how big are the blobs?

BLOBs again!

November 14, 2003 - 11:31 am UTC

Reviewer: Vinnie from Orlando

The insert is only being parsed once. I just show it there to let you know what the statement looked like.

The Blobs vary in size. Average lets say 4k but can grow to 500k at times.

How can I commit infrequently? Can you give me an example of this with the blob?

Tom Kyte

Followup  

November 14, 2003 - 4:59 pm UTC

thats why I asked for "a simple, short, example that shows HOW you do what you do"

that's really important, need to see HOW.

to commit less frequently? don't call commit? thats the only way.


have you identified the database as being the performance issue here? is it the bottleneck?

looking for comments on types based alternative

November 14, 2003 - 12:10 pm UTC

Reviewer: Kevin from CT USA

Hi Tom, nice threads, can you please comment on the differences (resource utilization, etc.) between your first bulk bind exmample and a variation using objece types.  I can do my own testing for my specific situations to see which is faster and so on but I was hoping you could give us a little indepth knowledge about what is happening differently between the two behind the looking glass.  I am wondering about memory consumption on the client vs. server, how many copies of things there might be, and most importantly, whatever you figure I should know about it.  Curiosity may have killed the cat but I find satisfaction always brings him back.  Your bluk bind example from above was:

ops$tkyte@ORA920LAP> declare
  2          type array is table of emp%rowtype index by binary_integer;
  3
  4          l_data array;
  5  begin
  6          select * bulk collect into l_data from emp;
  7
  8          forall i in 1 .. l_data.count
  9                  insert into emp values l_data(i);
 10  end;
 11  /

PL/SQL procedure successfully completed.


Using objects one would code something like this:

SQL> desc emp
 Name                          Null?    Type
 ----------------------------- -------- --------------------
 EMPNO                         NOT NULL NUMBER(4)
 ENAME                                  VARCHAR2(10)
 JOB                                    VARCHAR2(9)
 MGR                                    NUMBER(4)
 HIREDATE                               DATE
 SAL                                    NUMBER(7,2)
 COMM                                   NUMBER(7,2)
 DEPTNO                                 NUMBER(2)

SQL> create table new_emp as select * from emp where rownum < 1;

Table created.

SQL> create or replace type o_emp is object
  2  (
  3    EMPNO                          NUMBER(4)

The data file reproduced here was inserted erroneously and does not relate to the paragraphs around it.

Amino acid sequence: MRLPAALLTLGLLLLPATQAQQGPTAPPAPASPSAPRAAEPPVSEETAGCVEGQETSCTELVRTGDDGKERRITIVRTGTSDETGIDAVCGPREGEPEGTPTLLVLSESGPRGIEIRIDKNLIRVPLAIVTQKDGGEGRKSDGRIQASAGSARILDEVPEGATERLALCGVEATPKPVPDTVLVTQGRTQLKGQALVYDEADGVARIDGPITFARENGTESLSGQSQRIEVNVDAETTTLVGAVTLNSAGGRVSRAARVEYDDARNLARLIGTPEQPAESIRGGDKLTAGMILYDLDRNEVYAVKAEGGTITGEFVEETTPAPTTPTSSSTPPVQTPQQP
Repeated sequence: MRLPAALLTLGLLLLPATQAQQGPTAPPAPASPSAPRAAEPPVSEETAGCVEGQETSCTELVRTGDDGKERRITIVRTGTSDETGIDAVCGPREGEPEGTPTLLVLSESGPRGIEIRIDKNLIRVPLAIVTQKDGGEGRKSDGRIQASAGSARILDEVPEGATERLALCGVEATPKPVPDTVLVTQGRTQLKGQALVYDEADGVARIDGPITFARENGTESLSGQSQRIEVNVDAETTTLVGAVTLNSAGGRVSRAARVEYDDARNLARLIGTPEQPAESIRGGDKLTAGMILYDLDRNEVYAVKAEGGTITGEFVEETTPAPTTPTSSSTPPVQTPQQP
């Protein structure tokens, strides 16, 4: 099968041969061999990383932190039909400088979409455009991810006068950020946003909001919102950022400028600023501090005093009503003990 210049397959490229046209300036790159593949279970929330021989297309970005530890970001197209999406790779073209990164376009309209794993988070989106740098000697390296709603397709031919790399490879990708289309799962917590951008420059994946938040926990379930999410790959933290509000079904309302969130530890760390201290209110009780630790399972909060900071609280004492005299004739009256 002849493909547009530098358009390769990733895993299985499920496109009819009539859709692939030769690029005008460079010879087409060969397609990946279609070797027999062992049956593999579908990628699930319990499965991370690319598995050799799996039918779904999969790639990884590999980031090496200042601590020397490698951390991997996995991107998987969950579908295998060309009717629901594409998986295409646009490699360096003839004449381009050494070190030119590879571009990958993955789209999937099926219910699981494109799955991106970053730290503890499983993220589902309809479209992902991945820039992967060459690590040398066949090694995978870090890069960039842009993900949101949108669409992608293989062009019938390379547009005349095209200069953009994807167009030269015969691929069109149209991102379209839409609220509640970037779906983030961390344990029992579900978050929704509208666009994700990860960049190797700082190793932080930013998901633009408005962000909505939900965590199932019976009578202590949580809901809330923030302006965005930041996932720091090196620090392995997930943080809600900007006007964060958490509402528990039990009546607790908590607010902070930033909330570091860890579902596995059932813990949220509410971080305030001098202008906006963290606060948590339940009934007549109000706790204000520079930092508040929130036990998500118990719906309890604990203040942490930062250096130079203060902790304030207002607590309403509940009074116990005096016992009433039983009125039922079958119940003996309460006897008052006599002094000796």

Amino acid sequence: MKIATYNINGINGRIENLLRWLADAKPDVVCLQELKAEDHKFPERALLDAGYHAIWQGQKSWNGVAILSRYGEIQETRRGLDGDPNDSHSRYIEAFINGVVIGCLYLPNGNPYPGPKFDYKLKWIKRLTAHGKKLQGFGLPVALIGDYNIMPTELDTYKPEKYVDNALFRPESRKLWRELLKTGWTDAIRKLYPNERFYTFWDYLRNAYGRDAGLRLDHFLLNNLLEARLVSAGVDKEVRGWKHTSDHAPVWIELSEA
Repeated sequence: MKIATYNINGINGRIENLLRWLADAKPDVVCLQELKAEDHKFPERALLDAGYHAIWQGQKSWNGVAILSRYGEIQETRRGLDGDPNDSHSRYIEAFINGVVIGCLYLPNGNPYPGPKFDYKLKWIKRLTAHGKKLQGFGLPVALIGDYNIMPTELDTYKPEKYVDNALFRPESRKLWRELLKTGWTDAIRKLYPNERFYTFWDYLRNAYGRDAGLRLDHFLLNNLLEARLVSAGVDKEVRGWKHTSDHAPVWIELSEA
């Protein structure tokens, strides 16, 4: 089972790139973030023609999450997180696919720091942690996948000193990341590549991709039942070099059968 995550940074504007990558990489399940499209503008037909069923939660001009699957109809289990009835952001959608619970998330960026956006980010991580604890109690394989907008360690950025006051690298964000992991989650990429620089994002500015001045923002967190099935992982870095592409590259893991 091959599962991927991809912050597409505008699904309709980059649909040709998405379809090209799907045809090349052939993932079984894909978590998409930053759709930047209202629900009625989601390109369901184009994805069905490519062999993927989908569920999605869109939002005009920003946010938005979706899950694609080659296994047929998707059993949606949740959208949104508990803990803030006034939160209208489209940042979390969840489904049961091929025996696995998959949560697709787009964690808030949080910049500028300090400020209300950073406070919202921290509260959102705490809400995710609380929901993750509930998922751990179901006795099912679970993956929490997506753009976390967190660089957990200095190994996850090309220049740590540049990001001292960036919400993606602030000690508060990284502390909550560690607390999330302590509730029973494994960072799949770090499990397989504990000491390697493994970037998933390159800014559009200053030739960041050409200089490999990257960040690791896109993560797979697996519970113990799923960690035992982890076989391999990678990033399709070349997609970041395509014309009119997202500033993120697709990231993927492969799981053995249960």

4  , ENAME                          VARCHAR2(10)
  5  , JOB                            VARCHAR2(9)
  6  , MGR                            NUMBER(4)
  7  , HIREDATE                       DATE
  8  , SAL                            NUMBER(7,2)
  9  , COMM                           NUMBER(7,2)
 10  , DEPTNO                         NUMBER(2)
 11  )
 12  /

Type created.

SQL> show errors
No errors.
SQL> create or replace type c_emp is table of o_emp
  2  /

Type created.

SQL> show errors
No errors.
SQL> declare
  2     c_emp_v c_emp;
  3  begin
  4     select cast(multiset(select * from emp) as c_emp) into c_emp_v from dual;
  5     insert into new_emp select * from table(cast(c_emp_v as c_emp));
  6  end;
  7  /

PL/SQL procedure successfully completed.
 

Tom Kyte

Followup  

November 14, 2003 - 5:06 pm UTC

well, neither will affect client memory consumption since the client (sqlplus) isn't really involved.


use runstats
</code> http://asktom.oracle.com/~tkyte/runstats.html <code>

and benchmark it!


I would use the plsql only method unless i needed the extra capabilities of the collection. I believe you'll find the plsql index by table ( a plsql ONLY thing ) to be slightly more efficient in plsql. the collection type is nice to return things to other languages (plsql table works with plsql ONLY) and when you need to use SQL on it.

Simply superb

November 14, 2003 - 1:14 pm UTC

Reviewer: &quot;Fan&quot;


Bulk Insert with a BLOB

November 14, 2003 - 7:15 pm UTC

Reviewer: Vinnie from Orlando

I sent a short snippet a few posts ago. Do you need more?

I do realize that I can commit less. What we would really like to be able to do is do a batch insert, something like addBatch with a certain batch size. But we are not sure if we can do the batch insert with the BLOB because you first have to get the blob locator back from the insert.